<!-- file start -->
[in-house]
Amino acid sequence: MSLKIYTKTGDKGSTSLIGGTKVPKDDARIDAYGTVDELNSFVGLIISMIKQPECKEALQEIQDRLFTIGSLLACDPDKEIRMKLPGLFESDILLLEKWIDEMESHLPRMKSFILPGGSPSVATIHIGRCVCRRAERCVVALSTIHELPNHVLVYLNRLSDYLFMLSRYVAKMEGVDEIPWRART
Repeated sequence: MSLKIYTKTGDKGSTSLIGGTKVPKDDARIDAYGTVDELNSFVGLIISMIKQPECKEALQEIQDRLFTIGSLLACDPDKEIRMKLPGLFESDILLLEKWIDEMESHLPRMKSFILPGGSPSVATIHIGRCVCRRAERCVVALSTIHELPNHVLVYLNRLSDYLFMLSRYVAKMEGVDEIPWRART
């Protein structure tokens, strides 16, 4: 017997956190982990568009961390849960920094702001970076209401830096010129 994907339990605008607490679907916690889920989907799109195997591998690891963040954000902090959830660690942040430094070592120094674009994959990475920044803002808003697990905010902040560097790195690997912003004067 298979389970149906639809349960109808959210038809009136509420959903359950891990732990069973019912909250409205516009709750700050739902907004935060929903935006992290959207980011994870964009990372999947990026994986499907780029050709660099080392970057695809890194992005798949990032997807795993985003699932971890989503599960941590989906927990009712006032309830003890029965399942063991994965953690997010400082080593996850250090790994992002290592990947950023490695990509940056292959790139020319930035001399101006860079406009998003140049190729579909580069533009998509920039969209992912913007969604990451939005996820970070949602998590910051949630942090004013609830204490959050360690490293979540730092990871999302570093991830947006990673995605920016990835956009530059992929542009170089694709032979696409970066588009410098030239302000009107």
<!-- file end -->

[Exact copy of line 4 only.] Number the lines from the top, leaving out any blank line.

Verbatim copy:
């Protein structure tokens, strides 16, 4: 017997956190982990568009961390849960920094702001970076209401830096010129 994907339990605008607490679907916690889920989907799109195997591998690891963040954000902090959830660690942040430094070592120094674009994959990475920044803002808003697990905010902040560097790195690997912003004067 298979389970149906639809349960109808959210038809009136509420959903359950891990732990069973019912909250409205516009709750700050739902907004935060929903935006992290959207980011994870964009990372999947990026994986499907780029050709660099080392970057695809890194992005798949990032997807795993985003699932971890989503599960941590989906927990009712006032309830003890029965399942063991994965953690997010400082080593996850250090790994992002290592990947950023490695990509940056292959790139020319930035001399101006860079406009998003140049190729579909580069533009998509920039969209992912913007969604990451939005996820970070949602998590910051949630942090004013609830204490959050360690490293979540730092990871999302570093991830947006990673995605920016990835956009530059992929542009170089694709032979696409970066588009410098030239302000009107």